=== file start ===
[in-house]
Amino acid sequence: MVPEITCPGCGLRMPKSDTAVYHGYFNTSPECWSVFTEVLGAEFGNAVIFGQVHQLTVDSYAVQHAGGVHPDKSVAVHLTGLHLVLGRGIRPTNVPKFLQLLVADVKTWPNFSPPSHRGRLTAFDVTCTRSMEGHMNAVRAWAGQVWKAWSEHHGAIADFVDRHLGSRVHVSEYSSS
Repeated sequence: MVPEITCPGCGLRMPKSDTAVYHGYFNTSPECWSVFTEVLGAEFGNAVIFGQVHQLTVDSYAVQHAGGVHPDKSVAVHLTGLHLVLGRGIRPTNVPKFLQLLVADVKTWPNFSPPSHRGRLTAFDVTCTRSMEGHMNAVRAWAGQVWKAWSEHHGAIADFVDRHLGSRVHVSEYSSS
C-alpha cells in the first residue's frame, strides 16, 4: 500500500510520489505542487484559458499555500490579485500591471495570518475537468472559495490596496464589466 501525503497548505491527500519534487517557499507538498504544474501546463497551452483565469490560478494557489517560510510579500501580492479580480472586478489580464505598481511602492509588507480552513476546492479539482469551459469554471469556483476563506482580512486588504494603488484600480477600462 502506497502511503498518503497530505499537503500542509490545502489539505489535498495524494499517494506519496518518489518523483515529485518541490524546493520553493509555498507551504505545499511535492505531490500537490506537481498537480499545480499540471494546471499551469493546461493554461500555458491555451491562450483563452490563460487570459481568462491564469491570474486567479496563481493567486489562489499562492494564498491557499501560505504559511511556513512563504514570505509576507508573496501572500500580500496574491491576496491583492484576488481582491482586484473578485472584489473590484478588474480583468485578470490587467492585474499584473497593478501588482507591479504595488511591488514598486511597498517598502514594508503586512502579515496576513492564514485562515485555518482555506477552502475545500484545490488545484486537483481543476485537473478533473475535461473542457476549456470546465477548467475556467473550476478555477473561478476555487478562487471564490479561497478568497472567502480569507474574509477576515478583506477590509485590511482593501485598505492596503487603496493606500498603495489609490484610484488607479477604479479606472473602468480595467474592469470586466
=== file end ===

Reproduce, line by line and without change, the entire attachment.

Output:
[in-house]
Amino acid sequence: MVPEITCPGCGLRMPKSDTAVYHGYFNTSPECWSVFTEVLGAEFGNAVIFGQVHQLTVDSYAVQHAGGVHPDKSVAVHLTGLHLVLGRGIRPTNVPKFLQLLVADVKTWPNFSPPSHRGRLTAFDVTCTRSMEGHMNAVRAWAGQVWKAWSEHHGAIADFVDRHLGSRVHVSEYSSS
Repeated sequence: MVPEITCPGCGLRMPKSDTAVYHGYFNTSPECWSVFTEVLGAEFGNAVIFGQVHQLTVDSYAVQHAGGVHPDKSVAVHLTGLHLVLGRGIRPTNVPKFLQLLVADVKTWPNFSPPSHRGRLTAFDVTCTRSMEGHMNAVRAWAGQVWKAWSEHHGAIADFVDRHLGSRVHVSEYSSS
C-alpha cells in the first residue's frame, strides 16, 4: 500500500510520489505542487484559458499555500490579485500591471495570518475537468472559495490596496464589466 501525503497548505491527500519534487517557499507538498504544474501546463497551452483565469490560478494557489517560510510579500501580492479580480472586478489580464505598481511602492509588507480552513476546492479539482469551459469554471469556483476563506482580512486588504494603488484600480477600462 502506497502511503498518503497530505499537503500542509490545502489539505489535498495524494499517494506519496518518489518523483515529485518541490524546493520553493509555498507551504505545499511535492505531490500537490506537481498537480499545480499540471494546471499551469493546461493554461500555458491555451491562450483563452490563460487570459481568462491564469491570474486567479496563481493567486489562489499562492494564498491557499501560505504559511511556513512563504514570505509576507508573496501572500500580500496574491491576496491583492484576488481582491482586484473578485472584489473590484478588474480583468485578470490587467492585474499584473497593478501588482507591479504595488511591488514598486511597498517598502514594508503586512502579515496576513492564514485562515485555518482555506477552502475545500484545490488545484486537483481543476485537473478533473475535461473542457476549456470546465477548467475556467473550476478555477473561478476555487478562487471564490479561497478568497472567502480569507474574509477576515478583506477590509485590511482593501485598505492596503487603496493606500498603495489609490484610484488607479477604479479606472473602468480595467474592469470586466